“Jeremy himself admitted he was seven out of 10 in terms of his faith in the European Union. He said it,” Mr Smith said.

Ballot papers are currently due to be sent out on 22 August and returned a month later, with the result being announced at a special Labour conference on 24 September.

The row has deepened already serious divisions within the opposition party, following months of allegations of a “coup” against Mr Corbyn from Labour MPs that sparked the election.

Mr McDonnell accused a “small clique” of anti-Corbyn Labour members of appealing the High Court’s decision, while Labour general secretary Iain McNicol was expected to be ousted if the party case was lost.

Register for free to continue reading

Registration is a free and easy way to support our truly independent journalism

By registering, you will also enjoy limited access to Premium articles, exclusive newsletters, commenting, and virtual events with our leading journalists

Please enter a valid email
Please enter a valid email
Must be at least 6 characters, include an upper and lower case character and a number
Must be at least 6 characters, include an upper and lower case character and a number
Must be at least 6 characters, include an upper and lower case character and a number
Please enter your first name
Special characters aren’t allowed
Please enter a name between 1 and 40 characters
Please enter your last name
Special characters aren’t allowed
Please enter a name between 1 and 40 characters
You must be over 18 years old to register
You must be over 18 years old to register
Opt-out-policy
You can opt-out at any time by signing in to your account to manage your preferences. Each email has a link to unsubscribe.

By clicking ‘Create my account’ you confirm that your data has been entered correctly and you have read and agree to our Terms of use, Cookie policy and Privacy notice.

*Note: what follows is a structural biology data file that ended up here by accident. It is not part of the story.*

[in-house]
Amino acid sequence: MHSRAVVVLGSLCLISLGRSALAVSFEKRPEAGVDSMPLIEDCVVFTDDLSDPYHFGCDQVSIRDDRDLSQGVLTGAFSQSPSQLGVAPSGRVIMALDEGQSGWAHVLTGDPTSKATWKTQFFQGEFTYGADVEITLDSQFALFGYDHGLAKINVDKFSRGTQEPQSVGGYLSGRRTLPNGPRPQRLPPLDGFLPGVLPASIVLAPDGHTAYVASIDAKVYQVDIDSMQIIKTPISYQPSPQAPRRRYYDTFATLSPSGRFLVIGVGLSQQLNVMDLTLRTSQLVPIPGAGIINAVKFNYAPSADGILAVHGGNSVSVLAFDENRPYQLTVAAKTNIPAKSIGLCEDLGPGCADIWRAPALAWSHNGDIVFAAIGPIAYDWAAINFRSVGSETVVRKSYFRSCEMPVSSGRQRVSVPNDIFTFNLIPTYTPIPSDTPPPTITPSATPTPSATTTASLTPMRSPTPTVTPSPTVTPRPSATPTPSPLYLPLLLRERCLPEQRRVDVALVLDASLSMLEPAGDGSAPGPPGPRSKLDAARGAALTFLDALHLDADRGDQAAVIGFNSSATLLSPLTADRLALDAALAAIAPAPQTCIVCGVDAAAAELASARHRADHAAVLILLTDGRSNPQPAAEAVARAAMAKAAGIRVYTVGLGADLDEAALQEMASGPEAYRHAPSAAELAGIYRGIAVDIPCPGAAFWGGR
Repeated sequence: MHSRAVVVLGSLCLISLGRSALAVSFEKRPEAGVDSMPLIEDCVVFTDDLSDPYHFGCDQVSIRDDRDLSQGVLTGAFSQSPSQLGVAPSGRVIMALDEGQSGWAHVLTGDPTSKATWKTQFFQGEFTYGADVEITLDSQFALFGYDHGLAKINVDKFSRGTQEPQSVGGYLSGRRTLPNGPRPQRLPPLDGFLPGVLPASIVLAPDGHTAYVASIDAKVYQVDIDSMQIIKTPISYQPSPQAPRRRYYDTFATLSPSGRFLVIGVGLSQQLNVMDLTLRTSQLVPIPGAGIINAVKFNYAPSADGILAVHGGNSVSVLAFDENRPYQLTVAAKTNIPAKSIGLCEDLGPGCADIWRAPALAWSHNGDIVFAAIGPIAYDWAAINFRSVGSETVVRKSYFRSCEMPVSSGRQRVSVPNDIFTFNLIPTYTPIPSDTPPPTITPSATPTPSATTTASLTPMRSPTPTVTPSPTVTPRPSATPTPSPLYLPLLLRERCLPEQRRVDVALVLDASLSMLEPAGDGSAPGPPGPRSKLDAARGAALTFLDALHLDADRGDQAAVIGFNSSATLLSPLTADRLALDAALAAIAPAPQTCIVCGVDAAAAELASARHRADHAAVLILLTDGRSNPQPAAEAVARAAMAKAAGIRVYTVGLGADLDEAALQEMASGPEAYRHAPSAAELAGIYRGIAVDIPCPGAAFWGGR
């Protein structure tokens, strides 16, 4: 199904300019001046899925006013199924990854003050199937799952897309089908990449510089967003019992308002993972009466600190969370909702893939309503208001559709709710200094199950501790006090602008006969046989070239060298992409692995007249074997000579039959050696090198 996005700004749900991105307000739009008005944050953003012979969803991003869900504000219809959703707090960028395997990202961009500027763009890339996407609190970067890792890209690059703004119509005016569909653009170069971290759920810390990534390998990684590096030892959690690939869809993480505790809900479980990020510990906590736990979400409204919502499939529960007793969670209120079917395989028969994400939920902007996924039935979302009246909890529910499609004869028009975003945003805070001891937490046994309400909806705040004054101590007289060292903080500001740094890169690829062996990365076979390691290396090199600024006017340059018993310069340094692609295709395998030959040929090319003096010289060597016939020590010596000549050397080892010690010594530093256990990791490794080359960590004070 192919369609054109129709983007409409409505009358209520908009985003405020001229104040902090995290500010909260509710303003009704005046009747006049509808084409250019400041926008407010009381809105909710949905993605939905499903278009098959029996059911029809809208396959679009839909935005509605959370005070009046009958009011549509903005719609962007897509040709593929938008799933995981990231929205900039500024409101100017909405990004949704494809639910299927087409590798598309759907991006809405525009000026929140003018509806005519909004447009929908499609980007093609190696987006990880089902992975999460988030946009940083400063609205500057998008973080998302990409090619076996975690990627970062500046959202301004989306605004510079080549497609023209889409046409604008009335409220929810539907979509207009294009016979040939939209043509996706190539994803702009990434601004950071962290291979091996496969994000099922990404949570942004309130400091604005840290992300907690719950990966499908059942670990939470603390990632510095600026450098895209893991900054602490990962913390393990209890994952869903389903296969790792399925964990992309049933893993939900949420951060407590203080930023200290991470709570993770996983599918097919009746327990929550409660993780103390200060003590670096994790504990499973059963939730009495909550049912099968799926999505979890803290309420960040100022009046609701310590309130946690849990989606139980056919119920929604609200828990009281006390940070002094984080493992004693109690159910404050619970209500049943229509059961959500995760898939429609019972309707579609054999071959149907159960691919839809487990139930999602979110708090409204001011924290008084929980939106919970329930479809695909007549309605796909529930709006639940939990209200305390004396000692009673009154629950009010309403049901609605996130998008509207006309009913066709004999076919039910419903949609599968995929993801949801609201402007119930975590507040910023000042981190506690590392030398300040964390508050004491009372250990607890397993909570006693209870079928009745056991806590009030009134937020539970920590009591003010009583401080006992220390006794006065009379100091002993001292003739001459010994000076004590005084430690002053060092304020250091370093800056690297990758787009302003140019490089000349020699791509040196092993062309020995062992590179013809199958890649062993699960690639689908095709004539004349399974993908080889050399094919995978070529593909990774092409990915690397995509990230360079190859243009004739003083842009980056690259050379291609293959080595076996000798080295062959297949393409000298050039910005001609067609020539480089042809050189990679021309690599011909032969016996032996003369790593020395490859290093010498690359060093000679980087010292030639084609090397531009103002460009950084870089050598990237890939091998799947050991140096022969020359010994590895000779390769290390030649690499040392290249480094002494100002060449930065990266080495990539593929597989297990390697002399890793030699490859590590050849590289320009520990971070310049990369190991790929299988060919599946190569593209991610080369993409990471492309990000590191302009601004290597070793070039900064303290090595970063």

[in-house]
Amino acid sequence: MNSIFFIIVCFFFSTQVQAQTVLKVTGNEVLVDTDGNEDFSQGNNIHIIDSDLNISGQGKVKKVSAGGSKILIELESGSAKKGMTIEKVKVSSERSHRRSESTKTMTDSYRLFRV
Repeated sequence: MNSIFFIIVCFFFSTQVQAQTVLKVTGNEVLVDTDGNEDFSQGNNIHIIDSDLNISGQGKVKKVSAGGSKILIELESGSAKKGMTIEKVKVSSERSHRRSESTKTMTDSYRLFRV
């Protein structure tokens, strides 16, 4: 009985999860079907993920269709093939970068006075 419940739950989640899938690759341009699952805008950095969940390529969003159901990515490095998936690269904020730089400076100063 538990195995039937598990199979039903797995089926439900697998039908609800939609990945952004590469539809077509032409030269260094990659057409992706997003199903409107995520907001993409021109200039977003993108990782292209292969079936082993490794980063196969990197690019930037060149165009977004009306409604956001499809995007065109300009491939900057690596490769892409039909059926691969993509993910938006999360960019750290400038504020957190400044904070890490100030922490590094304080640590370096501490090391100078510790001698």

This site is protected by reCAPTCHA and the Google Privacy policy and Terms of service apply.

Already have an account? sign in

By clicking ‘Register’ you confirm that your data has been entered correctly and you have read and agree to our Terms of use, Cookie policy and Privacy notice.

This site is protected by reCAPTCHA and the Google Privacy policy and Terms of service apply.

Register for free to continue reading

Registration is a free and easy way to support our truly independent journalism

By registering, you will also enjoy limited access to Premium articles, exclusive newsletters, commenting, and virtual events with our leading journalists

Already have an account? sign in

By clicking ‘Register’ you confirm that your data has been entered correctly and you have read and agree to our Terms of use, Cookie policy and Privacy notice.

This site is protected by reCAPTCHA and the Google Privacy policy and Terms of service apply.

Join our new commenting forum

Join thought-provoking conversations, follow other Independent readers and see their replies

Comments

Thank you for registering

Please refresh the page or navigate to another page on the site to be automatically logged inPlease refresh your browser to be logged in